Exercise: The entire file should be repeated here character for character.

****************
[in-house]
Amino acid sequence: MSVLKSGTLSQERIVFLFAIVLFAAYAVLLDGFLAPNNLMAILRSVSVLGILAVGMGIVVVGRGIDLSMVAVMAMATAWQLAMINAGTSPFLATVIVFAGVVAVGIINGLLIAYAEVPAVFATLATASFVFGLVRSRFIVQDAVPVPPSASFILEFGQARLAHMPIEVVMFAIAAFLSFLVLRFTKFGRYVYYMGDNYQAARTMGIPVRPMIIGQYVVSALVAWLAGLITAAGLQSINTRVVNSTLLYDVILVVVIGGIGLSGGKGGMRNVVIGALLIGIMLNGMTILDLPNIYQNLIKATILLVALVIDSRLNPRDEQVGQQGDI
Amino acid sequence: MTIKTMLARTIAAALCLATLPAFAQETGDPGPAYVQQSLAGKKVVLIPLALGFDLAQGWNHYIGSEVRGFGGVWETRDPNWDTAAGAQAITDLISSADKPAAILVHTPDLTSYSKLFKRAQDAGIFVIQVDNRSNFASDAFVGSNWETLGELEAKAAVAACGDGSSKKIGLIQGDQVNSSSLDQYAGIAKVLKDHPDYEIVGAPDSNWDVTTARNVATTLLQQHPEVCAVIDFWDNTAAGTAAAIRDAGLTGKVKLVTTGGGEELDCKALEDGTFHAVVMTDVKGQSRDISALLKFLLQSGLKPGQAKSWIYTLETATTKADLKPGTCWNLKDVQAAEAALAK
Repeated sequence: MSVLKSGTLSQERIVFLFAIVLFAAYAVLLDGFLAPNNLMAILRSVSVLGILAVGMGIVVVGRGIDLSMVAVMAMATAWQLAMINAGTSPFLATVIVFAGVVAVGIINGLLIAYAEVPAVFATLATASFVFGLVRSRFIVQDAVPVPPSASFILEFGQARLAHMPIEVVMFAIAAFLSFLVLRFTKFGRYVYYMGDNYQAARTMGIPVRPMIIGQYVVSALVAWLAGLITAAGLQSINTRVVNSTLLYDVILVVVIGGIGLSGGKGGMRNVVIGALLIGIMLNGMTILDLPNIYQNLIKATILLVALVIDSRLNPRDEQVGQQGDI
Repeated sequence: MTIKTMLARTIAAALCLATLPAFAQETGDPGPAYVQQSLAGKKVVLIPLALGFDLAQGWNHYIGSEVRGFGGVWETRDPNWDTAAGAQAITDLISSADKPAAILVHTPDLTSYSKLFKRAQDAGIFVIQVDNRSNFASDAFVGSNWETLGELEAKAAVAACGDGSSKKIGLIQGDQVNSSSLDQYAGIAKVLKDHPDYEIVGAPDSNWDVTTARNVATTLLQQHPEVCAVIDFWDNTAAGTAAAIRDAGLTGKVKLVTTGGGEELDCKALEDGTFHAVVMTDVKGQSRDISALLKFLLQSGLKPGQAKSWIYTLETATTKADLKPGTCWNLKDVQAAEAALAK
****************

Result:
[in-house]
Amino acid sequence: MSVLKSGTLSQERIVFLFAIVLFAAYAVLLDGFLAPNNLMAILRSVSVLGILAVGMGIVVVGRGIDLSMVAVMAMATAWQLAMINAGTSPFLATVIVFAGVVAVGIINGLLIAYAEVPAVFATLATASFVFGLVRSRFIVQDAVPVPPSASFILEFGQARLAHMPIEVVMFAIAAFLSFLVLRFTKFGRYVYYMGDNYQAARTMGIPVRPMIIGQYVVSALVAWLAGLITAAGLQSINTRVVNSTLLYDVILVVVIGGIGLSGGKGGMRNVVIGALLIGIMLNGMTILDLPNIYQNLIKATILLVALVIDSRLNPRDEQVGQQGDI
Amino acid sequence: MTIKTMLARTIAAALCLATLPAFAQETGDPGPAYVQQSLAGKKVVLIPLALGFDLAQGWNHYIGSEVRGFGGVWETRDPNWDTAAGAQAITDLISSADKPAAILVHTPDLTSYSKLFKRAQDAGIFVIQVDNRSNFASDAFVGSNWETLGELEAKAAVAACGDGSSKKIGLIQGDQVNSSSLDQYAGIAKVLKDHPDYEIVGAPDSNWDVTTARNVATTLLQQHPEVCAVIDFWDNTAAGTAAAIRDAGLTGKVKLVTTGGGEELDCKALEDGTFHAVVMTDVKGQSRDISALLKFLLQSGLKPGQAKSWIYTLETATTKADLKPGTCWNLKDVQAAEAALAK
Repeated sequence: MSVLKSGTLSQERIVFLFAIVLFAAYAVLLDGFLAPNNLMAILRSVSVLGILAVGMGIVVVGRGIDLSMVAVMAMATAWQLAMINAGTSPFLATVIVFAGVVAVGIINGLLIAYAEVPAVFATLATASFVFGLVRSRFIVQDAVPVPPSASFILEFGQARLAHMPIEVVMFAIAAFLSFLVLRFTKFGRYVYYMGDNYQAARTMGIPVRPMIIGQYVVSALVAWLAGLITAAGLQSINTRVVNSTLLYDVILVVVIGGIGLSGGKGGMRNVVIGALLIGIMLNGMTILDLPNIYQNLIKATILLVALVIDSRLNPRDEQVGQQGDI
Repeated sequence: MTIKTMLARTIAAALCLATLPAFAQETGDPGPAYVQQSLAGKKVVLIPLALGFDLAQGWNHYIGSEVRGFGGVWETRDPNWDTAAGAQAITDLISSADKPAAILVHTPDLTSYSKLFKRAQDAGIFVIQVDNRSNFASDAFVGSNWETLGELEAKAAVAACGDGSSKKIGLIQGDQVNSSSLDQYAGIAKVLKDHPDYEIVGAPDSNWDVTTARNVATTLLQQHPEVCAVIDFWDNTAAGTAAAIRDAGLTGKVKLVTTGGGEELDCKALEDGTFHAVVMTDVKGQSRDISALLKFLLQSGLKPGQAKSWIYTLETATTKADLKPGTCWNLKDVQAAEAALAK